learn and the teachers pretend to teach.

As I read through the work of these honor students, the shame of it all dawned
on even my jaded mind. Any competent and experienced English teacher could tell
that the makers of these portfolios were capable of more - much more. Their raw
ability was as apparent as the unwillingness of their teachers to engage them in
serious academic work to stretch and discipline them to read, think and write as
well as they might. Their uncorrected work, replete with serious errors, was
substantially denigrated by their teachers who could only muster, "I'm glad you
shared this with me." This is not teaching. We have to demand to be more!


At the start of this school year, representatives of the Plainview-Old Bethpage
Library Association (POBLA) met with some of the officers of the PCT to request
their help with a contract dispute at the Plainview Library that had been going on
for over a year.

From that time PCT President Morty Rosenefld and High School
Vice-President Cindy Feldman have been meeting with the librarian's union to help
them achieve a fair contract. The Pledge is pleased to report that at about 2:00 AM
on Tuesday, December 10, 1996 agreement was finally reached with the Library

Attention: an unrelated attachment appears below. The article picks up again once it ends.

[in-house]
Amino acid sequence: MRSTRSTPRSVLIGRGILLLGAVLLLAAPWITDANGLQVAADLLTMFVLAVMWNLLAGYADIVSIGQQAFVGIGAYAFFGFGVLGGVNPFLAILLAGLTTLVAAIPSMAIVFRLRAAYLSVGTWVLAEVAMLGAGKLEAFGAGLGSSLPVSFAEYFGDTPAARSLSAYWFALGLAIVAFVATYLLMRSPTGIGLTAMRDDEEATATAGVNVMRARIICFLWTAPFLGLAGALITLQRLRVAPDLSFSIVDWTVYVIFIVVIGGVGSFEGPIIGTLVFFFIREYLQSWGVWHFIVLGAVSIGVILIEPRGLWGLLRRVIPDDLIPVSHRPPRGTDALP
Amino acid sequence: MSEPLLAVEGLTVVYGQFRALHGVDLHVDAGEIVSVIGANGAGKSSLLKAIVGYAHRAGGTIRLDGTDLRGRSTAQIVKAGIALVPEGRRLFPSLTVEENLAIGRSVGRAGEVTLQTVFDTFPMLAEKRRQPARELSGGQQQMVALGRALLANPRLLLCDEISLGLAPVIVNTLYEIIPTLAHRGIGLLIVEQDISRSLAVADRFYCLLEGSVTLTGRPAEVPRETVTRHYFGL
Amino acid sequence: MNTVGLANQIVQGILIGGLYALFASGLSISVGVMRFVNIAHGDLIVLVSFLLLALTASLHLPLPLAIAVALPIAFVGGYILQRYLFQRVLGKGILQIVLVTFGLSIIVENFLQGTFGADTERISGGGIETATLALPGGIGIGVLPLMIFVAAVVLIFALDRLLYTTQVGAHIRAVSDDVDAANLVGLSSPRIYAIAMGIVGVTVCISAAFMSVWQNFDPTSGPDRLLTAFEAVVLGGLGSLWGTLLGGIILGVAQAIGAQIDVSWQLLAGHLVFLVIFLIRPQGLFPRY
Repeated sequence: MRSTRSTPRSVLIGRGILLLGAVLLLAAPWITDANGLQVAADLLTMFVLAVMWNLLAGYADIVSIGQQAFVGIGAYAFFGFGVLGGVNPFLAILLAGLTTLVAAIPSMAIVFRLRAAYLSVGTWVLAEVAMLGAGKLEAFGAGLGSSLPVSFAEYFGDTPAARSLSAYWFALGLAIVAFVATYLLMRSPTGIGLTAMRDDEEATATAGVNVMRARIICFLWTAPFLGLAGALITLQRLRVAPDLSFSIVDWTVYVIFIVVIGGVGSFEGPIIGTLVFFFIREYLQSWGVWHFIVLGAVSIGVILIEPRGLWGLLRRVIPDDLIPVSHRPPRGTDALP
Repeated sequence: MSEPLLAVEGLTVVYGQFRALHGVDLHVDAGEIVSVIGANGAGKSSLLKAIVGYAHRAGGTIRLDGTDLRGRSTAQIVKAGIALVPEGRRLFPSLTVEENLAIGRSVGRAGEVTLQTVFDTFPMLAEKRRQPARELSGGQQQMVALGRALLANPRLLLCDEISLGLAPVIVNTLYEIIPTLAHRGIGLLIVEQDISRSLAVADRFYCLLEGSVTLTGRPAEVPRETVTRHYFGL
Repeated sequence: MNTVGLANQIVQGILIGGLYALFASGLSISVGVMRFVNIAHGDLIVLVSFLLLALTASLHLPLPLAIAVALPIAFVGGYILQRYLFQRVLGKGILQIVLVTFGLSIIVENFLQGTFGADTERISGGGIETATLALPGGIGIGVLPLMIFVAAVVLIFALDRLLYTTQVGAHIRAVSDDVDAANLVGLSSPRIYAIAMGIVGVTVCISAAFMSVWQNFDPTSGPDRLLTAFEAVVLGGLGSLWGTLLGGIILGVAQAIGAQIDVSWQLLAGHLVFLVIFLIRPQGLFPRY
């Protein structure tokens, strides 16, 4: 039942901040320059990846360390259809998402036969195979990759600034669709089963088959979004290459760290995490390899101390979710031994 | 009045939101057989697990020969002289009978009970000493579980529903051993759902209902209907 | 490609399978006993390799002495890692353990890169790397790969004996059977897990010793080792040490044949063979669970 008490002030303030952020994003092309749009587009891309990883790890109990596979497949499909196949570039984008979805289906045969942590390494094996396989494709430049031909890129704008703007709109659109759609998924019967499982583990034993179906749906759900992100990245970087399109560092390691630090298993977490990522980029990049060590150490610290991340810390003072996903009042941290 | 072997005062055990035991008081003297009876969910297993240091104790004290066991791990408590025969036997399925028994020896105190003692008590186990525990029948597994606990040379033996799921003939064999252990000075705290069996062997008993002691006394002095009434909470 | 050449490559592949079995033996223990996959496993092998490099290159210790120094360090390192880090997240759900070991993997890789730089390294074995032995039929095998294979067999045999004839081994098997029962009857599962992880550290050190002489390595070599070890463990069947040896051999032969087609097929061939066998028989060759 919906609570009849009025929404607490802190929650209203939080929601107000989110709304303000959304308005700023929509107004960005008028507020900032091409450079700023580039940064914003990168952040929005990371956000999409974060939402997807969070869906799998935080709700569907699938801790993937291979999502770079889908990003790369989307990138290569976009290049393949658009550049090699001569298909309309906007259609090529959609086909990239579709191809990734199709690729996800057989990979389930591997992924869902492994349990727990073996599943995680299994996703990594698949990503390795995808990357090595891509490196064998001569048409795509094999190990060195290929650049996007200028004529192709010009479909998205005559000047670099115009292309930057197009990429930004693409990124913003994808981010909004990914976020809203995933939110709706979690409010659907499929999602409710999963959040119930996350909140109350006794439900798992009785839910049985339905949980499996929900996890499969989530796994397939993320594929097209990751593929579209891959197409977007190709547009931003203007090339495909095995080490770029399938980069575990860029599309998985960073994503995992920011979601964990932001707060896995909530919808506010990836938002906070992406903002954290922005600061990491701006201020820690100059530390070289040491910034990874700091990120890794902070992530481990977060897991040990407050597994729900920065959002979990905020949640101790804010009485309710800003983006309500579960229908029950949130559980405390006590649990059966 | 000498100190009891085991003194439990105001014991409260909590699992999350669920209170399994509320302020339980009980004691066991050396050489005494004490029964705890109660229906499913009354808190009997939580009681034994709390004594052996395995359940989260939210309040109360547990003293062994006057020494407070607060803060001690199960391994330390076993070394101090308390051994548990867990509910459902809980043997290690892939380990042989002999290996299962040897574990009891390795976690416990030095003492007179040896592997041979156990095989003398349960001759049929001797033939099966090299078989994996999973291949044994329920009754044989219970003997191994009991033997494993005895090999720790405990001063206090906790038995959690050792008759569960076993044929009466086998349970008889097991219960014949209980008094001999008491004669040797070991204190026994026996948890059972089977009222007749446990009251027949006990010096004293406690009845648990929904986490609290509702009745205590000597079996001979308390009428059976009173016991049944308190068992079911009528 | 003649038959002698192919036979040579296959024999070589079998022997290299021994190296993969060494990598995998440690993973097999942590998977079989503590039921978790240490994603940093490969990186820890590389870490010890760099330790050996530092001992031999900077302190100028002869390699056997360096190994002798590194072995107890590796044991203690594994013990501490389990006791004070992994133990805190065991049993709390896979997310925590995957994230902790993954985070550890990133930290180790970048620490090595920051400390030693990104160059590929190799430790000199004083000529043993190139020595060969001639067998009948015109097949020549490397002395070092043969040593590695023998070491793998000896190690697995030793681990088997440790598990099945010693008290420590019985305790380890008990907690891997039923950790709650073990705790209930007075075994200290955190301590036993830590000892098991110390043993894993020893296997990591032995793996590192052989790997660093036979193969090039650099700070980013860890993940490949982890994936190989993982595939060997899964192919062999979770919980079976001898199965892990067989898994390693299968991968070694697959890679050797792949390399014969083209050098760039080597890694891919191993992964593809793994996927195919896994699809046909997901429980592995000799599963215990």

Board on a new four year contract.

With the contract yet to be ratified, details cannot be released at this time, but
we can report that POBLA succeeded in their goal of taking significant steps
toward catching up to their colleagues in other public libraries on the Island.

The PCT has also been talking to POBLA about having them affiliate with the
PCT. These talks appear to be headed towards having POBLA become the newest
functional unit of the PCT along with the Clerical Unit and the Substitute Teacher
Unit. Both organizations understand the natural fit between out unions and how
we might both gain from the proposed affiliation. Watch the Pledge for further


The final push in our union's drive to create the PCT Paul Rubin Memorial
Scholarship is well under way. The PCT Executive Board has authorized a second
and final round of collections in which every PCT member is asked to contribute
$20.00 to the fund.

Prior to the start of this drive, the fund had collected almost $20,000 of the
$30,000 necessary to establish the scholarship on a self-sustaining basis. The
income from this principal amount will enable us to award a $2,000 scholarship
each year to a graduating senior of our high school.

The three-fold purpose of the fund is to honor the memory of Paul Rubin, past